25 Shin, H. South Korea unveils $43 billion plan for world’s largest offshore wind farm. Reuters. (2021).

26 Atchison, J. The Korean New Deal and ammonia energy. Ammonia Energy Association. (2021).

27 Min-hee, J. South Korean Companies to Collaborate in Green Ammonia Market. Business Korea. (2021).

28 Climate Analytics. Transitioning towards a coal-free society: science based coal-phase out pathway for South Korea under the Paris Agreement. (2020).

29 Kim, Y. G. & Lim, J. S. Treatment of indirect emissions from the power sector in Korean emissions trading system. Environ. Econ. Policy Stud. (2020) doi:10.1007/s10018-020-00282-7.

30 Climate Analytics & Solutions for Our Climate. Employment opportunities from a coal-to-renewables transition in South Korea. (2021).

31 Amoruso, F. M., Sonn, M. H., Chu, S. & Schuetze, T. Sustainable building legislation and incentives in korea: A case-study-based comparison of building new and renovation. Sustain. 13 (2021).

32 IEA. Korea 2020. (2020).

33 Lee, J. H. & Woo, J. Green New Deal Policy of South Sorea: Policy Innovation for a Sustainability Transition. Sustain. 12, 1–17 (2020).

34 Moon, J. Remarks by H.E. President Moon Jae-in of the Republic of Korea at the Leaders Summit on Climate. The Republic of Korea. (2021).

35 SK E&S. SK E&S Aims to Achieve “Corporate Value of 35 Trillion Won By 2025” by Becoming the World’s Leading Hydrogen Provider (2021).=

36 Asia Development Bank. The Korea Emissions Trading Scheme: Challenges and Emerging Opportunities. (2018).

37 Lee, E. & Horslen, J. Next phase of S Korean ETS boosts fuel-switch potential. Argus Media. (2020).

38 Republic of Korea. Vehicle Registration Status. e-Country Indicators. (2021).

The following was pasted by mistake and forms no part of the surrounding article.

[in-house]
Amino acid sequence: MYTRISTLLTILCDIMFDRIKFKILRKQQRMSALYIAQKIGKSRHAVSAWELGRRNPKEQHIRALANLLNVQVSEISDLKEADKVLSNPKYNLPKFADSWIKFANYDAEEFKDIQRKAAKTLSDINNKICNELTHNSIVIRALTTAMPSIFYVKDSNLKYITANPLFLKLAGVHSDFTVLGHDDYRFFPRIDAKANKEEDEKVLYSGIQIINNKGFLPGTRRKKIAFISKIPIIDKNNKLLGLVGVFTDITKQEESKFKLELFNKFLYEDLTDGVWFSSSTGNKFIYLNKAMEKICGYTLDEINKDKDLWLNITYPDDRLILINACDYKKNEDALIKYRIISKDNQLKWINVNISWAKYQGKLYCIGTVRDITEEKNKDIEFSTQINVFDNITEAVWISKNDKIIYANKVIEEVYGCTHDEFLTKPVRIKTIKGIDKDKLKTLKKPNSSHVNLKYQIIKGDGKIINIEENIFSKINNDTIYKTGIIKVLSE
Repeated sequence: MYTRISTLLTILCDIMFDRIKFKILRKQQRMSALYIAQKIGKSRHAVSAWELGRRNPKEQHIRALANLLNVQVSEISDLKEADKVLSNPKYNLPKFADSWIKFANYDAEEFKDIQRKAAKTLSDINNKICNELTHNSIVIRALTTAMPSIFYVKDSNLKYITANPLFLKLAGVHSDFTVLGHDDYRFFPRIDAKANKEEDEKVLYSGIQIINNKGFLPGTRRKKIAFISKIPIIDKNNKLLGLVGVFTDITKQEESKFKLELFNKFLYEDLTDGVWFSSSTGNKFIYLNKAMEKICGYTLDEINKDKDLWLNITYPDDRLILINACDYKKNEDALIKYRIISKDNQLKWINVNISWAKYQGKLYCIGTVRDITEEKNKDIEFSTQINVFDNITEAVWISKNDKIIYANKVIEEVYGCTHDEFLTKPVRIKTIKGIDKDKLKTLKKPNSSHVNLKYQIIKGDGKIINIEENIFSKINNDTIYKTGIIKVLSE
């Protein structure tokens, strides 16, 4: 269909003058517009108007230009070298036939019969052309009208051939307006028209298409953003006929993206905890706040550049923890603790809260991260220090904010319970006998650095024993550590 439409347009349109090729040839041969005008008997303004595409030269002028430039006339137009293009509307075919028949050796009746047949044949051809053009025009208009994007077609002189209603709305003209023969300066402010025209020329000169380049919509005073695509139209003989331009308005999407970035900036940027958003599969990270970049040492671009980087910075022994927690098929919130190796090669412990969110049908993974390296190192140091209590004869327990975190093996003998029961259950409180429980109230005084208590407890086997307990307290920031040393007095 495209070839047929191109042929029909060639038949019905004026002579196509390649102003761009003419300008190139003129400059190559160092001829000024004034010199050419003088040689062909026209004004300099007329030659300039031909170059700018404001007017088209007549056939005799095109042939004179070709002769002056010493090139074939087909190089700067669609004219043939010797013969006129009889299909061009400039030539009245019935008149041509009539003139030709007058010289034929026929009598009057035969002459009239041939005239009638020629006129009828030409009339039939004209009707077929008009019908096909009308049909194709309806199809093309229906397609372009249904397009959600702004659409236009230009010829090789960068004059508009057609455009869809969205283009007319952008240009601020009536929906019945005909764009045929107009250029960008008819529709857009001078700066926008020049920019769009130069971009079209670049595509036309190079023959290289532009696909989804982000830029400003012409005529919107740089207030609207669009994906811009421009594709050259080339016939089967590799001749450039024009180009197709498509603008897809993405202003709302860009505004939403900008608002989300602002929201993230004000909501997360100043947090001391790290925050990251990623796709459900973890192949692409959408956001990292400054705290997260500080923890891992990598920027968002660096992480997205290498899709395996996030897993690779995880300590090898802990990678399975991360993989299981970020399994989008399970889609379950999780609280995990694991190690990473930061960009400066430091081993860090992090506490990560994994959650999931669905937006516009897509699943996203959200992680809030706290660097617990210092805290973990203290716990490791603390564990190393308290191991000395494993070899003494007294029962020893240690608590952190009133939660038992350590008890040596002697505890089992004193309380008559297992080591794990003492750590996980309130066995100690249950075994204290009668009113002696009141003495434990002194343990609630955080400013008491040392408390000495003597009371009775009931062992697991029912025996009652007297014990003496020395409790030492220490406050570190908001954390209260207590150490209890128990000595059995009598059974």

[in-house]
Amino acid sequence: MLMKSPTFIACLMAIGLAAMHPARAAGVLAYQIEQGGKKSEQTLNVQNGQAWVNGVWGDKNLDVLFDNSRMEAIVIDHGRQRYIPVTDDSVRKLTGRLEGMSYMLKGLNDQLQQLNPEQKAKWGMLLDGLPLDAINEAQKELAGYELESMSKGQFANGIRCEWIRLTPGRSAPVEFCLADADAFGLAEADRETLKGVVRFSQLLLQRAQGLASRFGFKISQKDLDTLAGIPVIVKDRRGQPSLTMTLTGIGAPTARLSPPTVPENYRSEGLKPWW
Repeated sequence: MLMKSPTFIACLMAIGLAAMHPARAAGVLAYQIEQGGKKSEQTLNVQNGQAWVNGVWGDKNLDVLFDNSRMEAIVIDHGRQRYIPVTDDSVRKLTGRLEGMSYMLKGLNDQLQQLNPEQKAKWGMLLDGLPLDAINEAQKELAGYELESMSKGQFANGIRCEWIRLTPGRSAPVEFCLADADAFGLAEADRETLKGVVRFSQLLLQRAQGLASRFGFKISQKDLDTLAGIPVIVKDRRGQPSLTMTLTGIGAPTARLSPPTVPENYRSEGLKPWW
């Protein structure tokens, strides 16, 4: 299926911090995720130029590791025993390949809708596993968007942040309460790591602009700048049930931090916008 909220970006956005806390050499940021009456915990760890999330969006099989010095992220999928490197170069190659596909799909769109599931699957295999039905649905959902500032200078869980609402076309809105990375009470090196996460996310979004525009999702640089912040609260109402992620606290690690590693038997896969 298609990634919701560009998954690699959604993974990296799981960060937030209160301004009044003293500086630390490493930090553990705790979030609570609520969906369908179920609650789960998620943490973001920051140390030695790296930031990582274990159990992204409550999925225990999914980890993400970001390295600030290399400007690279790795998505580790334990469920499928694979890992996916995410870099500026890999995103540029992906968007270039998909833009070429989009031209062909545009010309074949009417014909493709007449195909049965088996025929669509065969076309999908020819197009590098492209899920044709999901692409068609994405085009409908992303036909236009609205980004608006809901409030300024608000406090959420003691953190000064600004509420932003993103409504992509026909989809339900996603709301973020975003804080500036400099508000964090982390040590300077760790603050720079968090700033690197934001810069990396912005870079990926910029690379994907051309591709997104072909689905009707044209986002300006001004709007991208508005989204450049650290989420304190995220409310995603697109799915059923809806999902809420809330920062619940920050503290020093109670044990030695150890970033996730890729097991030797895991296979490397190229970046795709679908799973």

39 The 2021 NDC is an update of the country’s first NDC submitted in 2016. An earlier update in 2020 set an absolute target of 24.4% emissions reduction from 2017 levels by 2030. However, this did not translate to a greater emissions reduction ambition over the 2016 NDC’s relative target.

40 Note that in their enhanced updated NDC the South Korean government has estimated CO₂ equivalency using the global warming potentials (GWP) of the IPCC’s Second Assessment Report (SAR). Here we have converted the 2018 emissions level using GWP from the Fourth Assessment Report (AR4). See the Climate Action Tracker assessment (November 2021 update) for further details.

41 See Climate Action Tracker assessment (November 2021 update) for underlying assumptions and assessment of current policies.

42 While global cost-effective pathways assessed by the IPCC Special Report 1.5°C provide useful guidance for an upper-limit of emissions trajectories for developed countries, they underestimate the feasible space for such countries to reach net zero earlier. The current generation of models tend to depend strongly on land-use sinks outside of currently developed countries and include fossil fuel use well beyond the time at which these could be phased out, compared to what is understood from bottom-up approaches. The scientific teams which provide these global pathways constantly improve the technologies represented in their models – and novel CDR technologies are now being included in new studies focused on deep mitigation scenarios meeting the Paris Agreement. A wide assessment database of these new scenarios is not yet available; thus, we rely on available scenarios which focus particularly on BECCS as a net-negative emission technology. Accordingly, we do not yet consider land-sector emissions (LULUCF) and other CDR approaches which developed countries will need to implement in order to counterbalance their remaining emissions and reach net zero GHG are not considered here due to data availability.

43 Note that the current value given here refers to 2019 levels. Similarly, the current coal, gas, and power intensity values also refer to 2019 levels. Renewables includes both variable and conventional sources.